WPP, the world’s biggest advertising agency holding company, spent huge amounts on advertising with the largest global digital media giants last year.
Speaking to Business Insider at the World Economic Forum’s Annual Meeting in Davos, WPP CEO Sir Martin Sorrell listed the ever-growing amounts the company has been spending on behalf of its clients with Google, Facebook, Yahoo, Twitter, and AOL.
Here are the figures, for 2015:
Google: $US4 billion (up 38%, from $2.9 billion in 2014)
Facebook: $US1 billion (up 56%, from $640 million in 2014)
Yahoo: $US400-430 million (flat or slightly up on $400 million in 2014)
AOL: $US100-125 million (flat or slightly up on $100 million in 2014)
Twitter: $US150-225 million (flat or slightly up on $150 million in 2014)
Snapchat: “Much smaller”
WPP will likely provide the full details during its preliminary 2015 full-year results on March 4.
Here’s how WPP’s digital media spending stacked up last year.
The rankings haven’t changed, but it’s interesting to see just how much WPP’s spending on Google and Facebook has increased year-on-year — particularly Facebook, where spend likely spiked due to Instagram seriously ramping up its monetisation over the past 12 months. It’s an incredible sign of confidence in their advertising offerings.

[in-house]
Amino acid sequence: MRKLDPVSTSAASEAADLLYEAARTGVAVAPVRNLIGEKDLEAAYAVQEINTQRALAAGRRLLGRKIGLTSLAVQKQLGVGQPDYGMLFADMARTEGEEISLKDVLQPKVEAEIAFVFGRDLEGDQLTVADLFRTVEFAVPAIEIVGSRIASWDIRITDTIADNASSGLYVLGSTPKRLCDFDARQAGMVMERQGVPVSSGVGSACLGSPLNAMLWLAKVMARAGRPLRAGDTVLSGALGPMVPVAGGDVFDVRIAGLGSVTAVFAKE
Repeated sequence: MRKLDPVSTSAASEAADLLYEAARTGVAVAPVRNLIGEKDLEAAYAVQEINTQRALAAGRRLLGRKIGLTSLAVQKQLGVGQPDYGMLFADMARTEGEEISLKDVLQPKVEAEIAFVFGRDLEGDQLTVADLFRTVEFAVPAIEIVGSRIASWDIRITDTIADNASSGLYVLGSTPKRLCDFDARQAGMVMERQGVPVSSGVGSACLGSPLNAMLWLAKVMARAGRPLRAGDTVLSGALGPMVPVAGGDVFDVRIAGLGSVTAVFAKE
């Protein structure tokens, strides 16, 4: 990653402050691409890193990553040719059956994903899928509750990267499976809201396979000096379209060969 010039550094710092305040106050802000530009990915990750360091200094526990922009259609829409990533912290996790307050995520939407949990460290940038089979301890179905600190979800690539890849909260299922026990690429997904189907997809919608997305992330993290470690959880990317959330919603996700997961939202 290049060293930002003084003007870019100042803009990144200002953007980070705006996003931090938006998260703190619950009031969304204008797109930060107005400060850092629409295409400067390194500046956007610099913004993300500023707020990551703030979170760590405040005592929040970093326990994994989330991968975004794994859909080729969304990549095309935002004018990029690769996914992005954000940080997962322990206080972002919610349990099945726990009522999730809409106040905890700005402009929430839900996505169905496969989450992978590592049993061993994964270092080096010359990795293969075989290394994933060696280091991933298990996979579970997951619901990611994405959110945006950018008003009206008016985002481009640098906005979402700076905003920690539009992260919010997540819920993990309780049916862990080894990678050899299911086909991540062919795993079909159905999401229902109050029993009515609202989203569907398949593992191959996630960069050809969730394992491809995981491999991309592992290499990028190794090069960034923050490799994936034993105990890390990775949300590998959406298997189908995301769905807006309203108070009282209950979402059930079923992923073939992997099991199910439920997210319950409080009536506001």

We don’t have full-year results from Google or Facebook yet. Analysts expect Facebook to report revenue of $17.45 billion for 2015, which would make WPP (on behalf of its clients) responsible for about 6% of that. Meanwhile, analysts are estimating Google will generate $74 billion in revenue for 2015, making WPP ad spend responsible for around 5% of the total.
Sorrell said, going forward, he expects WPP will spend more with AOL in 2016 following Verizon’s $4.4 billion acquisition of the digital media company last year.
“I think Verizon will be aggressive. Obviously Lowell [McAdam, Verizon chief executive officer] and [Diego] Scotti [Verizon chief marketing officer] are changing Verizon, obviously as a result of what they are doing with companies like AOL. Tim [Armstrong, AOL chief executive] staying there is a good signal. It’s likely they will grow quite rapidly,” Sorrell said.
In its last annual earnings, WPP predicted digital advertising will account for 40 to 45% of its revenue by 2019.